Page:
Courtney Howard is a LAFCA, OFCS and AWFJ member, as well as a Rotten Tomatometer-approved film critic. Her work has been published on Variety, She Knows and Awards Circuit.
Courtney Howard // Film Critic
We loved Will Ferrell and Mark Wahlberg mixing it up in THE OTHER GUYS. They have an established rapport, replete with witty repartee that transcends the silver screen. With director Sean Anders’ DADDY’S HOME, the dynamic duo doesn’t stray too far from the well, playing similar character types. Why mess with perfection? Why take risks? Yes, those questions are slightly facetious. Here, fatherhood anxieties are brought to life in a somewhat refreshingly bombastic, hyper-realized way. While the poignant, uproarious, and at times inappropriately funny comedy achieves a good balance of humor and heart, it’s not always completely successful.
There’s nothing in the world Brad Whitaker (Ferrell) would like more to be than to be called “Dad.” He has a great job as an executive at a smooth jazz radio station and is basking in newlywed bliss with gorgeous wife Sarah (Linda Cardellini). However, her kids from a prior marriage, Dylan (Owen Vaccaro) and Megan (Scarlett Estevez, deliverer of the film’s most crass lines), aren’t quite ready to accept him into their family unit. They actively make it difficult for him. Just as he’s on the precipice of gaining their acceptance, a threat rears its head – a very handsome one at that. Their real dad Dusty Mayron (Wahlberg) breezes into town. He’s all candy and fun and bribery, oozing manliness and sex appeal. He’s pretty suave too. Brad must face his greatest challenge yet: Finding the good in a man who clearly has ulterior motives.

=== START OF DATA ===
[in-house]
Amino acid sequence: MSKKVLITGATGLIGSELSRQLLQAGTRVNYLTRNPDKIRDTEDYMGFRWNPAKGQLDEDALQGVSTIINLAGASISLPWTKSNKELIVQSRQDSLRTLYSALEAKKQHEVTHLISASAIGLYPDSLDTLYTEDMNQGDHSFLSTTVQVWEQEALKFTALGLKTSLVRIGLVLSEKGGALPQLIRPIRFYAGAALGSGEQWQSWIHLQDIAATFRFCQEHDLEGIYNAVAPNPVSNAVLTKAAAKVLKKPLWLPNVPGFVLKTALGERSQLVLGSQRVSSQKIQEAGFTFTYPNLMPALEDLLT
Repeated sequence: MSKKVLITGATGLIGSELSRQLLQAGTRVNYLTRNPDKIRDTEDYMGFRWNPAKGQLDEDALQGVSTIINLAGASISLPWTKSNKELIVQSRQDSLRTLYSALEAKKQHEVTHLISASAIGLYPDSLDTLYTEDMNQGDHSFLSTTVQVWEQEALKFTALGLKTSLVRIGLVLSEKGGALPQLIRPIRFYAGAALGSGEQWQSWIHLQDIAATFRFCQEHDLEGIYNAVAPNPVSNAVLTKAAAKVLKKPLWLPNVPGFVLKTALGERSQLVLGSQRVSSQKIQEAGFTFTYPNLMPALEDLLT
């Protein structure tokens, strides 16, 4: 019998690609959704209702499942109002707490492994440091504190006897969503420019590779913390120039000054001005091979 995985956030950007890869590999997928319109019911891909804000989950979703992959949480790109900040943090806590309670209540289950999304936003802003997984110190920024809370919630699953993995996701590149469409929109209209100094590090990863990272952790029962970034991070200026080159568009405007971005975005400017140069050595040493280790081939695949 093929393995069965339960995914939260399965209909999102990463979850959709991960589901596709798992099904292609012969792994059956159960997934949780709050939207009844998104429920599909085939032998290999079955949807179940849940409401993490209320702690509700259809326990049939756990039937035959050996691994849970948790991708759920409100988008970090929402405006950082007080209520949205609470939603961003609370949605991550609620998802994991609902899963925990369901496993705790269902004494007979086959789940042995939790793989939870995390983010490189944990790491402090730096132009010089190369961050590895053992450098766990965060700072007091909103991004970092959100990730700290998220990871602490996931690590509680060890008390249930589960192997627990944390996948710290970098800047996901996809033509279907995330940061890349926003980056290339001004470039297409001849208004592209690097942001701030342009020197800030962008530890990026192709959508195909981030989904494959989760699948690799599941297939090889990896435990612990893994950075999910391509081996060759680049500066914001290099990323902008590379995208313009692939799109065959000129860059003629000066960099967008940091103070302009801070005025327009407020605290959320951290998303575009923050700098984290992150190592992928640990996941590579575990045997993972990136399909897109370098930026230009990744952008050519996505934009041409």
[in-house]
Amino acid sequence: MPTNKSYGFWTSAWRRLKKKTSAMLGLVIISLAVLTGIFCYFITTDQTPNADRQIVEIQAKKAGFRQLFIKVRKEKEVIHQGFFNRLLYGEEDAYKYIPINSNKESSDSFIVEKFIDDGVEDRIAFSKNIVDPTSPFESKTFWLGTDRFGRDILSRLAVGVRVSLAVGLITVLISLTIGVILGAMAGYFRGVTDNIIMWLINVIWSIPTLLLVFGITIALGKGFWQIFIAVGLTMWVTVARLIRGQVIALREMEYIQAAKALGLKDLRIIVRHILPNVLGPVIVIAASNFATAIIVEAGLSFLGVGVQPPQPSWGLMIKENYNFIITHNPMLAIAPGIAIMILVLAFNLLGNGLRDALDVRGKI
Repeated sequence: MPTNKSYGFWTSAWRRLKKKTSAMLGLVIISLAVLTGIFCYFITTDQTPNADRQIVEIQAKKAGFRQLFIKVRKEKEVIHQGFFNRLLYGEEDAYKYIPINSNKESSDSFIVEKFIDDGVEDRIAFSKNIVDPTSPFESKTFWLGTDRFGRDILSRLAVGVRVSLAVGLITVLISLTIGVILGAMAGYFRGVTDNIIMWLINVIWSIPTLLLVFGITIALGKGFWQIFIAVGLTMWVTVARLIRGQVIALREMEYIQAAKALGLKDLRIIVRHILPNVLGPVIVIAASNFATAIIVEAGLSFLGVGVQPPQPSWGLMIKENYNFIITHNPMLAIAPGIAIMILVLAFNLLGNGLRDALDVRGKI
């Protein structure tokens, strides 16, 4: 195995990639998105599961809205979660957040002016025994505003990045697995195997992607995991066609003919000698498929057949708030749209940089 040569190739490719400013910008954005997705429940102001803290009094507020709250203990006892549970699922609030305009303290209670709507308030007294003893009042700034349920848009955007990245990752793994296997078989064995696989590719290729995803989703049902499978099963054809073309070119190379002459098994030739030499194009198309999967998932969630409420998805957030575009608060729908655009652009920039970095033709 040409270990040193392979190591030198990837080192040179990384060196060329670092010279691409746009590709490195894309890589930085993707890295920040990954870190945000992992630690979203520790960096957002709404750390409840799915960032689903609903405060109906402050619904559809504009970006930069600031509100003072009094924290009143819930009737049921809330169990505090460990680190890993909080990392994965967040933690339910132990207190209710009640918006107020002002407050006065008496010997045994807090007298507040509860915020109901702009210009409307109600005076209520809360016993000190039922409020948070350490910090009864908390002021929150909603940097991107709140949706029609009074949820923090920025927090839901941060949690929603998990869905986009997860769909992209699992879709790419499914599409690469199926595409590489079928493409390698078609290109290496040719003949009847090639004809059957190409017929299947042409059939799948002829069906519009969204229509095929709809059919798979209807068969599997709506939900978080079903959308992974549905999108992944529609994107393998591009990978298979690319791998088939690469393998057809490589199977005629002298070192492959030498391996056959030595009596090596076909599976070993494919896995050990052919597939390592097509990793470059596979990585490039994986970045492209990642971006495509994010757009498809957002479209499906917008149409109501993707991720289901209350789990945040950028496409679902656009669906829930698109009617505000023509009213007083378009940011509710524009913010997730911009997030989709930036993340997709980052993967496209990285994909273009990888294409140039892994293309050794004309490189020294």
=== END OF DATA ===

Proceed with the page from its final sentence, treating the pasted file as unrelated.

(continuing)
Anders, with help from the screenplay by Brian Burns (whose real-life experience inspired this romp) and John Morris, does a great job of showcasing the modern blended family unit as a healthy relationship. It’s refreshing that it’s not a clone or off-shoot of BLENDED. Hannibal Buress, playing Griff (a handyman who befriends Dusty), is this film’s MVP. His character’s assimilation into the home is hilariously subtle and completely ludicrous in its audacious notions. Near the third act transition, he and Ferrell share in a clever meta movie moment. The anxiety-inducing metaphor of “staying in the cones” is solidly handled, though the filmmakers call it out when they probably didn’t need to. As per usual, Ferrell and Wahlberg are a slam dunk. Plus, I’m in total agreement with this film’s sentiment that conflict should always be settled with dance battles.
On the negative side, genuine heart and sweet sentiments tend to get lost on more than a few occasions strictly so that chicanery can occur. Even so, the goofy-looking CG’d motorcycle through the house, the half-pipe fail, and the basketball game all lack a noticeable punch to take those gags to the next level. There are times where it has to work overtime to pull us back in from the lulls where plot had to be dispersed. It’s also rather striking that this is a film about family that’s not necessarily for families. Kids might have awkward questions about scenes in the fertility clinic with Dr. Francisco Notfunnypants (Bobby Cannavale). For my money, TED 2 has the lockdown on funny things transpiring at a fertility clinic – but thanks for playing, DADDY’S. Kids in the audience were also talking and fidgeting during Brad’s heart to heart with Dusty – a scene the adults were totally into. Cardellini’s character can be a little troublesome; our relationship with her starts on shaky ground as we find out she’s deceived her ex-hubs, omitting she’s newly married. However, she wins us back by film’s end by being the rational adult amidst these two man-children’s madness.
Though it’s not a laugh-a-minute riot, DADDY’S HOME winds up being a perfectly suitable palate cleanser to this season’s stuffy, dark and bleak awards films.
3 out of 5
DADDY’S HOME opens on December 25.